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Thursday, June 15, 2006

Boy, things have really changed in the past few years when it comes to hops.  Seems like just yesterday that if you had hops reaching a 9% alpha acid, you had some really strong stuff.  Most of my brewing books do not mention Simcoe, Warrior, or Yukama-Magnum, all hops that have an alpha content in the double digits.
I found a nice hops chart at Weekend Brewer that list the hops that they sell along with letting you know if they are bittering or aroma hops.
Also, a nice article from the Philadelphia Inquirer that pertains to hops and microbreweries.  Part of that is reprinted below.
Next week, I hope to start a four post series on how to make your own wine.  I will be more of a beginner's step by step, with some tips on how I make my wine.

Joe Sixpack | Hybrid-hop Simcoe is hot

Philadelphia Inquirer
June 09, 2006
We thought, 'Man, wouldn't it be great to make a beer that would be dominated by Simcoe?

FORGET cascades hops. The newest beer craze is Simcoe.

Cascades, of course, is the classic West Coast hop, the small, vine-grown bud that gives beer its aroma, its bitterness, its spice. For 20 years, the fresh, aromatic, grapefruit-like Cascades virtually defined American-made craft beer, and it still reigns as one of the biggest sellers.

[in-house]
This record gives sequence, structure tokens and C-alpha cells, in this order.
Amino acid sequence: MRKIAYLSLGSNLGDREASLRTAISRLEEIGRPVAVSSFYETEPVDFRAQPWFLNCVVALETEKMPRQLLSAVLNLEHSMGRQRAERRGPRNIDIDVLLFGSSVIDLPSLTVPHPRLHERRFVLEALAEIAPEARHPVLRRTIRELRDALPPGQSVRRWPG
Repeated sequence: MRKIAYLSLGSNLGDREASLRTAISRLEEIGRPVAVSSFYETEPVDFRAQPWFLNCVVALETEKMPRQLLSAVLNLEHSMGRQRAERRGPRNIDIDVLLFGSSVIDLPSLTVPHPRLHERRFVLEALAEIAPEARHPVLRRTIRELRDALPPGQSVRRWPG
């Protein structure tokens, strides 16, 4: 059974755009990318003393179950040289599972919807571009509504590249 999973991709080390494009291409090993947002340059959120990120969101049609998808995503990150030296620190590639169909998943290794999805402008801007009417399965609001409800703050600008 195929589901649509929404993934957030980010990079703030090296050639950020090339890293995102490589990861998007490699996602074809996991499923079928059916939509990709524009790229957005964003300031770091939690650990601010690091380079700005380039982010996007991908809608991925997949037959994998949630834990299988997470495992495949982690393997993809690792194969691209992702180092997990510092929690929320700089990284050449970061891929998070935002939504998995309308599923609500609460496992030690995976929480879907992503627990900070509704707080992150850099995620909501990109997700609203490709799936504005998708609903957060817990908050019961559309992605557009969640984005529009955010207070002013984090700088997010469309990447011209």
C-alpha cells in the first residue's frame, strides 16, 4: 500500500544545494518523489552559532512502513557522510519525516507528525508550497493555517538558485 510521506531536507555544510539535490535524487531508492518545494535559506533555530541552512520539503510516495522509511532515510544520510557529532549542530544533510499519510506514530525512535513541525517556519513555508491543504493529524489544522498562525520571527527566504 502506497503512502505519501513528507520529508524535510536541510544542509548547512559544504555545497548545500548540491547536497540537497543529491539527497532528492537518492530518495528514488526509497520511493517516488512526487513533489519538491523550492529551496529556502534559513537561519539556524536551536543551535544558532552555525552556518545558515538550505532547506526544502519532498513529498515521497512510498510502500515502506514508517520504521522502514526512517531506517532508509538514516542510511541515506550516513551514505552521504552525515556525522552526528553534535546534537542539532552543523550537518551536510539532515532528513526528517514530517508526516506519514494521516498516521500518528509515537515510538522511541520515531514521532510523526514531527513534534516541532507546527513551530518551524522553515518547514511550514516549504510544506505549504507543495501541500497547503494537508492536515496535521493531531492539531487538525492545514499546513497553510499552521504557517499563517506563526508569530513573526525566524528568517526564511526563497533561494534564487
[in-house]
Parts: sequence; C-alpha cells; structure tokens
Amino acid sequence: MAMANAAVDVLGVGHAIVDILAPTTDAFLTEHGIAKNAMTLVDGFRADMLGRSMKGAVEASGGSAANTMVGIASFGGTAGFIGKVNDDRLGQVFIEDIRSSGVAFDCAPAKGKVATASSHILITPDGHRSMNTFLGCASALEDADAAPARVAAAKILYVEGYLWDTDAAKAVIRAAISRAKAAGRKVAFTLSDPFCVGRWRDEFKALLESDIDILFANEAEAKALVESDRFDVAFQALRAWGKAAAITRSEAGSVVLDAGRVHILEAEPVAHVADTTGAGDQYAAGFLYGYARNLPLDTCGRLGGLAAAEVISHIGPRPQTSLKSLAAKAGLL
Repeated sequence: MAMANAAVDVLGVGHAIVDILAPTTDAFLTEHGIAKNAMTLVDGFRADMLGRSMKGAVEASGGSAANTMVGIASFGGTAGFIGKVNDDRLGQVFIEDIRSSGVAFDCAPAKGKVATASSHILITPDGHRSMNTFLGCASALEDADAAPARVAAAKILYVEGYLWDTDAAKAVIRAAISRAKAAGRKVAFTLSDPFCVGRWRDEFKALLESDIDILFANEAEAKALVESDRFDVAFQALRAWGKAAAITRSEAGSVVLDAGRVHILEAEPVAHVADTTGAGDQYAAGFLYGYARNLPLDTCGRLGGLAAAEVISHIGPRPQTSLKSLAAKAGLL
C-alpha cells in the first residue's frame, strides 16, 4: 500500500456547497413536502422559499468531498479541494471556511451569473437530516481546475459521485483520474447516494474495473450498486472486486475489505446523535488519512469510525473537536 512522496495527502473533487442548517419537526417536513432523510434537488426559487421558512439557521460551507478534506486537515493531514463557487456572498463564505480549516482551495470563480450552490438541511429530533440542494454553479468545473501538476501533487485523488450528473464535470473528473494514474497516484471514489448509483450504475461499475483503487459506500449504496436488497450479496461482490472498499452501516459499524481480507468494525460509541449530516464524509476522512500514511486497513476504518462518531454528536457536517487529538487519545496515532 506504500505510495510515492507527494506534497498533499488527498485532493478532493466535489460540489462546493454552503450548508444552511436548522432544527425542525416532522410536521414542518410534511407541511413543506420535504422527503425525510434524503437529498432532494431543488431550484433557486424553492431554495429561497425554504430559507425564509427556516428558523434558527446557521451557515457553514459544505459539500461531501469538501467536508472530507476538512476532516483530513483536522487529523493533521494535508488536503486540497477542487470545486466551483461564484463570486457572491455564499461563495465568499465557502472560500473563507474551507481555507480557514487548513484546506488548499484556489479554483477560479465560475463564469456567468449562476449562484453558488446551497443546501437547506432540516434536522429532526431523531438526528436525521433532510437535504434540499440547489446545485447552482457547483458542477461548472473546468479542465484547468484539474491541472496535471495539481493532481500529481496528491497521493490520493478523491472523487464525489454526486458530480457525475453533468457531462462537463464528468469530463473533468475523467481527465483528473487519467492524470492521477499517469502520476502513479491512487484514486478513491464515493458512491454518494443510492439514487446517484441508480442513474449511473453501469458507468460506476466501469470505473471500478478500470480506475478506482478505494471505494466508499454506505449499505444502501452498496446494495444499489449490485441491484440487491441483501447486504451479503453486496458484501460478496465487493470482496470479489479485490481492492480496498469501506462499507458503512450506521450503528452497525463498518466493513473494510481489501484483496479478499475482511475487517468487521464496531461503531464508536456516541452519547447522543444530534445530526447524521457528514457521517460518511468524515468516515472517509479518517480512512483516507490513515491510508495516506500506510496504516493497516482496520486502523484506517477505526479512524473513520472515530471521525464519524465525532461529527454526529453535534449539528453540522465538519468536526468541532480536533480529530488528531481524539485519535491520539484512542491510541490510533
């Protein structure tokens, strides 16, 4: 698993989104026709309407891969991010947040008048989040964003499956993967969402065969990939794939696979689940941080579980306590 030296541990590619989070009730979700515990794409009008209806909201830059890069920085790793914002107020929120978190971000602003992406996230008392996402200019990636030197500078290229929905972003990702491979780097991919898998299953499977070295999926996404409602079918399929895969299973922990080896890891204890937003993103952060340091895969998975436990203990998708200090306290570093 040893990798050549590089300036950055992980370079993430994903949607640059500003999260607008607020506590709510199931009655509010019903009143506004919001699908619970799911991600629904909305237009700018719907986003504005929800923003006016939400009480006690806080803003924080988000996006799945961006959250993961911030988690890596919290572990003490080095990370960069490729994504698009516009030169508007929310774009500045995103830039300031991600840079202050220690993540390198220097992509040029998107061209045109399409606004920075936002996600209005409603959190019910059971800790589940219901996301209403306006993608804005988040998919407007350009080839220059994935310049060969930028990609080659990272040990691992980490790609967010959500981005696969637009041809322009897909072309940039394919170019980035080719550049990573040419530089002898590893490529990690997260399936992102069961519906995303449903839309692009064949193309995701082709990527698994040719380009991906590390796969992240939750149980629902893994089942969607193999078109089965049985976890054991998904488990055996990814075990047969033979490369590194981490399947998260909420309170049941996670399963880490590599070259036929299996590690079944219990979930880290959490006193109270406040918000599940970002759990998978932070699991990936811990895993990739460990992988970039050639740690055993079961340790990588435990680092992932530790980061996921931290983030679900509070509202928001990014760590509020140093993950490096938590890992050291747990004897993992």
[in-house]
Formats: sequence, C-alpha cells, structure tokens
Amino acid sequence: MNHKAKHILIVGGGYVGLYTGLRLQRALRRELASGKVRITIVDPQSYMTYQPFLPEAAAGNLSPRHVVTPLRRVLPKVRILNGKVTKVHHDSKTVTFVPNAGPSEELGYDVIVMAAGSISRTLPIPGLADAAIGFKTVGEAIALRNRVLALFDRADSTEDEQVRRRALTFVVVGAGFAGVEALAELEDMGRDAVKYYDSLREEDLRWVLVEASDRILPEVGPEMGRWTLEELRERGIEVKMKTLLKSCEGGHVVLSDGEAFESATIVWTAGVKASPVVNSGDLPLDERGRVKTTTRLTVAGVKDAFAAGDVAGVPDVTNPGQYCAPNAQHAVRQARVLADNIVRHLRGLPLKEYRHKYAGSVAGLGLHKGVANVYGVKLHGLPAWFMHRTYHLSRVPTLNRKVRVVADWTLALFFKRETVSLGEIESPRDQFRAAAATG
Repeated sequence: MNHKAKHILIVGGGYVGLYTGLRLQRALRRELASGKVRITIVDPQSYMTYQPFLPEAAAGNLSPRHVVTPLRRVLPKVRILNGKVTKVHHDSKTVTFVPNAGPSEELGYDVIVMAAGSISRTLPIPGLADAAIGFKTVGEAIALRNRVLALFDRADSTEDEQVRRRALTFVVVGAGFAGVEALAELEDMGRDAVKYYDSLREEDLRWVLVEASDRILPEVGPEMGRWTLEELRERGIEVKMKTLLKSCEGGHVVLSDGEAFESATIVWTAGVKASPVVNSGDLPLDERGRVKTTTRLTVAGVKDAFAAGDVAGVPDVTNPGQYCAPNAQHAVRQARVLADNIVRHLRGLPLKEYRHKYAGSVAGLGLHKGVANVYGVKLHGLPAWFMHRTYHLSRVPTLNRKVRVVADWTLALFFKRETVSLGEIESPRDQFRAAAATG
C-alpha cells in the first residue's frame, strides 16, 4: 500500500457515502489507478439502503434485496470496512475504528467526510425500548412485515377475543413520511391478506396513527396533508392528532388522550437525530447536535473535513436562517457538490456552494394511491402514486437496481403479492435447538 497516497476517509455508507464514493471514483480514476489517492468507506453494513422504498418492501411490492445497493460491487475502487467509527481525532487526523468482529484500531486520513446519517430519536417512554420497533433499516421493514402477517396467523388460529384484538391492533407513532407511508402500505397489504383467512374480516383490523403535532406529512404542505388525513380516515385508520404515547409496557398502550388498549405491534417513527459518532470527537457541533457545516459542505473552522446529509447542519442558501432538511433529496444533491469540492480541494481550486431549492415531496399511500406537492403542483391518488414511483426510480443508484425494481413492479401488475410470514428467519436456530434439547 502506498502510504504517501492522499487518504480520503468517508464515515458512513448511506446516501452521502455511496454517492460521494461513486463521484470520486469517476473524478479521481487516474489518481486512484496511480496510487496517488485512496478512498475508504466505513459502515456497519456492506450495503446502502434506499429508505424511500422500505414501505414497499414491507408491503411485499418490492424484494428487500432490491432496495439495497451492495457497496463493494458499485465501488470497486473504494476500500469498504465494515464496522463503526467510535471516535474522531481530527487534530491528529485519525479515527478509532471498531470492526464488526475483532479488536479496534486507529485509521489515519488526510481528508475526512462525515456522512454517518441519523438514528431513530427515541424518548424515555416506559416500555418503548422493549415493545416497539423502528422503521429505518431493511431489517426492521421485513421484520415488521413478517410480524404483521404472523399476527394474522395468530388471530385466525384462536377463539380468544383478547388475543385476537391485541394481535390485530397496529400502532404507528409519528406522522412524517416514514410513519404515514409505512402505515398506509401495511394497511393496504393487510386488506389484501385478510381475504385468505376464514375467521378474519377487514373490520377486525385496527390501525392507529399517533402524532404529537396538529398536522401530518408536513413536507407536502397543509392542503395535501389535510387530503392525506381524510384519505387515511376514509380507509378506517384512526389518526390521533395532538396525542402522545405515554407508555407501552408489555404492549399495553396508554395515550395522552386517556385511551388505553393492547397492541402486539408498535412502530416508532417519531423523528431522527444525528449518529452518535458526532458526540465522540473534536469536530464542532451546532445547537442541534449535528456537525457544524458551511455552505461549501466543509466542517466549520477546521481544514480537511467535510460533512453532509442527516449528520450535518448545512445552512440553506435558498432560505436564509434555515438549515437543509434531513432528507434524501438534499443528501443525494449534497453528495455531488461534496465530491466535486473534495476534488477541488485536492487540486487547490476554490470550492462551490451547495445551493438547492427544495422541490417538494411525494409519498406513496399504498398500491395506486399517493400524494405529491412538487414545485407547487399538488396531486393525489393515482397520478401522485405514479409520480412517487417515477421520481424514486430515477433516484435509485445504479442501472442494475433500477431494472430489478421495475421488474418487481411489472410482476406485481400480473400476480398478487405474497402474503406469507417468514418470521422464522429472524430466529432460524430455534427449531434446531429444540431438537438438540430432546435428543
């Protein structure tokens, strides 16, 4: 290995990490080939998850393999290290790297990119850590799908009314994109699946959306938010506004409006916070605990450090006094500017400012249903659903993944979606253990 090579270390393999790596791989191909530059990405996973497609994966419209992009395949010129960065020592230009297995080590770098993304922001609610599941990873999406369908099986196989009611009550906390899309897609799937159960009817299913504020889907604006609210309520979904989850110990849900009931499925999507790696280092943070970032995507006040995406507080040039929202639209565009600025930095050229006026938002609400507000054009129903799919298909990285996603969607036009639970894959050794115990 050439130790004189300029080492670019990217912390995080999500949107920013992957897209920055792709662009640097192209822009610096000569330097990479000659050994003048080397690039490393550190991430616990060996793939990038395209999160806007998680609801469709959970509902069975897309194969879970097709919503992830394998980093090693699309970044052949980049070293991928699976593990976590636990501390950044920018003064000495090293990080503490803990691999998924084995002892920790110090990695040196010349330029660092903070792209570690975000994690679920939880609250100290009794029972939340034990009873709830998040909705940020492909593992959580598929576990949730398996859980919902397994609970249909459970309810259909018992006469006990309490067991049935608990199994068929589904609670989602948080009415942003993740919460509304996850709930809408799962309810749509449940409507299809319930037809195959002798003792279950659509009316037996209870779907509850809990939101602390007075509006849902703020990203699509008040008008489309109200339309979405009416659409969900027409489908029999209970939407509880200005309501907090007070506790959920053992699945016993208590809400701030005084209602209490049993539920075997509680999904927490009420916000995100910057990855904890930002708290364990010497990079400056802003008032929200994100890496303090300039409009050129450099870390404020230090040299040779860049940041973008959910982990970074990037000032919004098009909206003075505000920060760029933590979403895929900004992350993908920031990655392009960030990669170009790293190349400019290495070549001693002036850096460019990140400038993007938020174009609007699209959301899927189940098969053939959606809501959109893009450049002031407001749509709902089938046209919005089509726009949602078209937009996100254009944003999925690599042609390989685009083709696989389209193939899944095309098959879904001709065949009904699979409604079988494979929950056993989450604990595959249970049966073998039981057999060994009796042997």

But six years ago, agriculture scientists in Washington State introduced a hybrid called Simcoe, and brewers have been boiling it big time ever since.

Yards Brewing, in Kensington, used it in its reformulated Philly Pale Ale recipe, and watched sales rocket. Troegs Brewing, in Harrisburg, adds it to Nugget Nectar Ale. In Delaware, Dogfish Head Brewing's Sam Calagione said his brewers were using Simcoe before it even had a name, when it was known only as 'Experimental Hop No. 555.' Today, he said, Dogfish Head tosses a 'load' of it into 90 Minute IPA.

Even savvy homebrewers are onto Simcoe. 'There's a latent buzz around it,' said Jason Harris, of Keystone Homebrew Supply in Montgomeryville. 'Simcoe's made a huge impact.'

Simcoe is so hot, Weyerbacher Brewing in Easton just named its newest beer after the plant: Simcoe Double IPA.

Read more at the Philadelphia Inquirer.

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